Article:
Nationwide Series road course race turns into game of 'who wrecked who?'
LEXINGTON, Ohio -- The chaotic green-white-checkered finish that most everyone expected in the inaugural NASCAR Nationwide Series event at Mid-Ohio Sports Car Course came to pass Saturday afternoon. The byproduct was passes made with the help of a front bumper and bruised tempers in a chaotic garage area afterward.
While AJ Allmendinger kept his car clean on the way to victory in the Nationwide Children’s Hospital 200, dust and bent fenders erupted behind him.
Parker Kligerman turned Marcos Ambrose around on the cool-down lap, then got an earful from Regan Smith as he exited his car in the paddock. Kyle Larson spun Max Papis after the checkered flag, then joined Kligerman in the Nationwide Series hauler for a talking-to from NASCAR officials.
Earlier in the race, Smith endured the first of his handful of spinouts on the day coming off the nose of Elliott Sadler. The incident spurred speculation that Sadler had exacted his revenge for Smith’s contact with him late in last month’s race at New Hampshire.
That day, Sadler vowed to Smith, “You will not win this championship, mark my word.” Saturday, Smith dipped to a tie for fourth in the standings after a 15th-place finish while Sadler jumped two spots to second after running sixth. But was the contact along the way intentional?
“You’ll have to ask him,” Smith said as he left the property. “I’m going to presume that we’re on an even slate for the rest of the year, though.”
Sadler wasn’t around for comment, dousing himself with water after dismounting before bolting for the exit gate. As happy as all the drivers said they were to be at the 2.258-mile road course for the first time, they were just as happy to leave it once their battered cars pulled to a stop.
Larson brushed off reporters and left shortly after his impromptu disciplinary hearing, but tweeted afterward, "Got used up a lot today by the 'ringers' … Our team fought hard and I want to thank them a bunch. Deserved a better finish!" While the 21-year-old Larson has drawn praise as a driving prodigy with speculation rising that he’ll take Juan Pablo Montoya’s place in the Earnhardt Ganassi Racing No. 42, the veteran Papis suggested he still had plenty to learn.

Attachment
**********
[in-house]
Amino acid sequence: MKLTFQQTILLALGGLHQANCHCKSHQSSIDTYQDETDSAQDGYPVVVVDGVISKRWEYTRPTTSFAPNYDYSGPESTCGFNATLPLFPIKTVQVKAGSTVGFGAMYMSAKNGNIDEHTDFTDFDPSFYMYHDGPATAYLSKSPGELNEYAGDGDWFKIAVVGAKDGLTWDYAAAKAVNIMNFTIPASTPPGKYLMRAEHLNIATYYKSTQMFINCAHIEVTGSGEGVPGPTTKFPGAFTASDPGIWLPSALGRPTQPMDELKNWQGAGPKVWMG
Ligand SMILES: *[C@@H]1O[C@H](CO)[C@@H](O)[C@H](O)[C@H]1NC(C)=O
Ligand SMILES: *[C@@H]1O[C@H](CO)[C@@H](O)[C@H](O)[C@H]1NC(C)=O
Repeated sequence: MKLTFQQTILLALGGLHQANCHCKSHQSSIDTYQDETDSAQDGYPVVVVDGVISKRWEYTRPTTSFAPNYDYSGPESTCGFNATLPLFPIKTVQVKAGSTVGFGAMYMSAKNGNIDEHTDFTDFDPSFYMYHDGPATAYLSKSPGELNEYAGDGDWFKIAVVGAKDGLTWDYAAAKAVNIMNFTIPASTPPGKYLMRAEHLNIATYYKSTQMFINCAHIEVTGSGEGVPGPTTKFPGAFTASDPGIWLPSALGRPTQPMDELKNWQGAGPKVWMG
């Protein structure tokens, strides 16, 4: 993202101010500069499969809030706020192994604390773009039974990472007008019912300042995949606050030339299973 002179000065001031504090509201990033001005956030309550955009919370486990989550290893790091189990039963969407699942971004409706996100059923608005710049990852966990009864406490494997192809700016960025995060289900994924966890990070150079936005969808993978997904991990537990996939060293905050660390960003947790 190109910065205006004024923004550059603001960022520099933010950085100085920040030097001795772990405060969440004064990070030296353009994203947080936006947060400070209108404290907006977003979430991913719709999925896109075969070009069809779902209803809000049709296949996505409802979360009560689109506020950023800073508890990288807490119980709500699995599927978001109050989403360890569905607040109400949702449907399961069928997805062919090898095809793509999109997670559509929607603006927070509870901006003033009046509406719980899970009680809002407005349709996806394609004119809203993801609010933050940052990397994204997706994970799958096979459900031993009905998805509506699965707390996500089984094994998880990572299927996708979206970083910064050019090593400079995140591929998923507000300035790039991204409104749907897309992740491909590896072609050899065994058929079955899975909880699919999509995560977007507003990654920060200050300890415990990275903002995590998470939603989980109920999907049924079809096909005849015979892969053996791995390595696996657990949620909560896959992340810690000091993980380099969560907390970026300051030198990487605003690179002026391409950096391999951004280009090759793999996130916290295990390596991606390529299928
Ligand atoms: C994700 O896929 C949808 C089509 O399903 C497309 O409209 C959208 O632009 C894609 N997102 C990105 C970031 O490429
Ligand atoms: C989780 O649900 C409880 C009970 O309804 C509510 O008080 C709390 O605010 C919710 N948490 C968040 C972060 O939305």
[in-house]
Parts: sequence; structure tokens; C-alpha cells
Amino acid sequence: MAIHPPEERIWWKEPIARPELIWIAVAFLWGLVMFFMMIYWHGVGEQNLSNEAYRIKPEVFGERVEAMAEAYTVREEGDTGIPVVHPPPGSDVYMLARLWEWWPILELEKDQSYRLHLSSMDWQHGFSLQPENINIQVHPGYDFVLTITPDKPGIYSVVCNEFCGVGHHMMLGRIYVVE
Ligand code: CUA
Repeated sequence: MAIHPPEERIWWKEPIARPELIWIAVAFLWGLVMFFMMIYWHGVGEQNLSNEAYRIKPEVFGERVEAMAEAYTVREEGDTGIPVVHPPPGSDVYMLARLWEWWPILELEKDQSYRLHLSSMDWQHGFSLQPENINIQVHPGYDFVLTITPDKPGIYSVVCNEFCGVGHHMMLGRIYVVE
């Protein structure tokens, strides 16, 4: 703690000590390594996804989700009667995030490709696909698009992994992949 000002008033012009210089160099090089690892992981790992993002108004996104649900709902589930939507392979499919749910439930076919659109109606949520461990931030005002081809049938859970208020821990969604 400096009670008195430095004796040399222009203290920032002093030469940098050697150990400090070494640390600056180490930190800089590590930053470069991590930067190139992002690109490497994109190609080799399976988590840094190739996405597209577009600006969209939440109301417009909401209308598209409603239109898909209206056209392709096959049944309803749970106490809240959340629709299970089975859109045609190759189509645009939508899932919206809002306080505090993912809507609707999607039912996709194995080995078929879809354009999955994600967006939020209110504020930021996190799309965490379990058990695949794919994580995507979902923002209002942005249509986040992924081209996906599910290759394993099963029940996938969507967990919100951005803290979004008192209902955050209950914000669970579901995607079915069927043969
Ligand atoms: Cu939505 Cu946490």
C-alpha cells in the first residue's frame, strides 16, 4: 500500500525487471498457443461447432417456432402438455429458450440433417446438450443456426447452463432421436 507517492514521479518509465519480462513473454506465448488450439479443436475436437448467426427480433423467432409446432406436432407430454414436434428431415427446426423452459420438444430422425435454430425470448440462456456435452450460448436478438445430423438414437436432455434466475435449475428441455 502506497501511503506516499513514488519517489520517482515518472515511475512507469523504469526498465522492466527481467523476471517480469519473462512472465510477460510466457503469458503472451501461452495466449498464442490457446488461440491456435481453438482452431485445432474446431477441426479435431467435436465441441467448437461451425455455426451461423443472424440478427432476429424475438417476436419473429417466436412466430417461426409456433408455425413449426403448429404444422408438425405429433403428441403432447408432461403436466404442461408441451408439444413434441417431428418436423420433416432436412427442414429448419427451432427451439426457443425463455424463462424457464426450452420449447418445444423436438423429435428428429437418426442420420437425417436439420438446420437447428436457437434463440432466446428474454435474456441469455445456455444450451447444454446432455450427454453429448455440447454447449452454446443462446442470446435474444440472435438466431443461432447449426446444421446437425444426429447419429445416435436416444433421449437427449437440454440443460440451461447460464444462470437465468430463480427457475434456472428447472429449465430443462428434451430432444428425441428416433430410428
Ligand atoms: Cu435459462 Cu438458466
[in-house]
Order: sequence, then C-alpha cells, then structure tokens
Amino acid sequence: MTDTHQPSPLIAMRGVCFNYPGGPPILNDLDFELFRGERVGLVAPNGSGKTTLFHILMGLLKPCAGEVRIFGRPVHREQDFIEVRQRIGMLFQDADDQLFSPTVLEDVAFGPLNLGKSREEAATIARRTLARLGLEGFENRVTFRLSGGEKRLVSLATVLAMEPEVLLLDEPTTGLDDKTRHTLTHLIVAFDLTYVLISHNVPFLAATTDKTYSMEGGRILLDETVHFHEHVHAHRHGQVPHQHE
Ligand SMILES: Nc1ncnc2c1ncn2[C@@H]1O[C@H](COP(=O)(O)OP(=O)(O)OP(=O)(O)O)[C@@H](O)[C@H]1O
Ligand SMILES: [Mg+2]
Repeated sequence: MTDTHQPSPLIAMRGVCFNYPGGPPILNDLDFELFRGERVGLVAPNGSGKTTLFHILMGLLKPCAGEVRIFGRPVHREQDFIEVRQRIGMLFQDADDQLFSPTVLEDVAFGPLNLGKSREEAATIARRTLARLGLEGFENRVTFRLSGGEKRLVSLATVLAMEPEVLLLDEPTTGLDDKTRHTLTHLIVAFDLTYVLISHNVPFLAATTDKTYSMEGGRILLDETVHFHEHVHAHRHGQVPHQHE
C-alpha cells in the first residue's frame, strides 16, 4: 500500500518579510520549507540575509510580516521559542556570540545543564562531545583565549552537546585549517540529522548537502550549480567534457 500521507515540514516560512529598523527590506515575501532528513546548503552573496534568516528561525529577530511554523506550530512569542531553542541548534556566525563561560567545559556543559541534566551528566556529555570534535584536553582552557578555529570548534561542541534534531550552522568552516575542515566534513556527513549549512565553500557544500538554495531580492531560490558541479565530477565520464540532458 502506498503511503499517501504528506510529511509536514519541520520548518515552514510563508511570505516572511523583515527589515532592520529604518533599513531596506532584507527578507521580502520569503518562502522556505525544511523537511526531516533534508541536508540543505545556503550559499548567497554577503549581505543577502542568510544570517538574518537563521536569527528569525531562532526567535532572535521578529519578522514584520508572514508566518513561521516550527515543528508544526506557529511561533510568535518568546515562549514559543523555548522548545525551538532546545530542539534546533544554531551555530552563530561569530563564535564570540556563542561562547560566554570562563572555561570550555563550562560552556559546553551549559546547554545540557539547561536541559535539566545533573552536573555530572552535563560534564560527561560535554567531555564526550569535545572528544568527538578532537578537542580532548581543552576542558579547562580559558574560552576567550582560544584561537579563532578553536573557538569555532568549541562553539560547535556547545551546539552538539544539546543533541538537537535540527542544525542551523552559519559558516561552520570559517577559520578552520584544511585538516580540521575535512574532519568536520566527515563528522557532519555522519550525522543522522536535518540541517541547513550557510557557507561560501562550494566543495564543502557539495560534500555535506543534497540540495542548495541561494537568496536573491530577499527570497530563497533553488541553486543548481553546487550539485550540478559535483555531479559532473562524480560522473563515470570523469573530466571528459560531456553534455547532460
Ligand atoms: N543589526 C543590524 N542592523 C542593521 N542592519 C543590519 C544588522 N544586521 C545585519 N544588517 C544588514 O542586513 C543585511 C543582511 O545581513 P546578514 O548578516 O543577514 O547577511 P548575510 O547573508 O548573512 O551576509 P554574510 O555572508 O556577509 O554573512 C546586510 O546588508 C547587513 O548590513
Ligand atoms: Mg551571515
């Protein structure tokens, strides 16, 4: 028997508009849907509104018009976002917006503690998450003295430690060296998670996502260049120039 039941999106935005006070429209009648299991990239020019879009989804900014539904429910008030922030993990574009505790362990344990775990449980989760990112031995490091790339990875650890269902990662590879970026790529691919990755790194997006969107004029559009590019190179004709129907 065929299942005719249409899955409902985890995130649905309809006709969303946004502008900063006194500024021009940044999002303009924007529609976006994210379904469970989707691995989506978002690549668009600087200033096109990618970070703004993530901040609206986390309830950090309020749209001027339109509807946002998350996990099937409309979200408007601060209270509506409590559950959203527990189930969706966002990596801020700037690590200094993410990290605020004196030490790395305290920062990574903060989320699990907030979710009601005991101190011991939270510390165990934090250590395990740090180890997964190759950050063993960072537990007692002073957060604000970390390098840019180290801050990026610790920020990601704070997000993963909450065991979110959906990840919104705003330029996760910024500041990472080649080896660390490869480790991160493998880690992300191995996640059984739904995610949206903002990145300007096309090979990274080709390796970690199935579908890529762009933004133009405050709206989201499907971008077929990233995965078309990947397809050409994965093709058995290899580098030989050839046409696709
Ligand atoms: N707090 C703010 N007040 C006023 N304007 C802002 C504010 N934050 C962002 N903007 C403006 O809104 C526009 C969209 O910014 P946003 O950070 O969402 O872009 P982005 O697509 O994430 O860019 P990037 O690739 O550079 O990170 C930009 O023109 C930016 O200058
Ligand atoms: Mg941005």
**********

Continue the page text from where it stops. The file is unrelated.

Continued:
“He spun me after the checkered flag, he moved me after getting to the last corner, and I would’ve not pushed him around if he had not done that,” said Papis, who brought the No. 33 Richard Childress Racing Chevy home fourth. “I guess he’s still a young kid who’s got to learn, but I was not expecting a kid who looked cool like a cucumber to lose it that much.”
Because of the clandestine nature of the NASCAR hauler, it’s not known whether Larson and Kligerman were given a joint lecture by officials or separate consultations. The difference between the two is that while Larson was not in a mood to discuss his reaction to the race’s closing two-lap shootout, Kligerman sure was, expressing his displeasure on Twitter and in his post-race interview.
Kligerman said he had little issue with Smith, despite their run-in earlier this season at Road America. Sprint Cup Series regular Ambrose, who made his first Nationwide start since 2011 on Saturday, was a different matter.
“We put ourselves in a position to maybe run top three, saving fuel and hanging in the top five,” Kligerman said. “Then these guys they call road-course ringers, which aren’t faster than us, they’re not any better, they’re actually worse in a lot of ways, they don’t know how to drive and just come in here and wreck everything and ruin the day for points guys like ourselves.
“They put us in positions where we need to go and get points back so we end up running into each other. Everyone here you talk to is like, ‘It’s X road ringer or X road ringer.’ I think they’re talentless hacks and they don’t belong to be here.”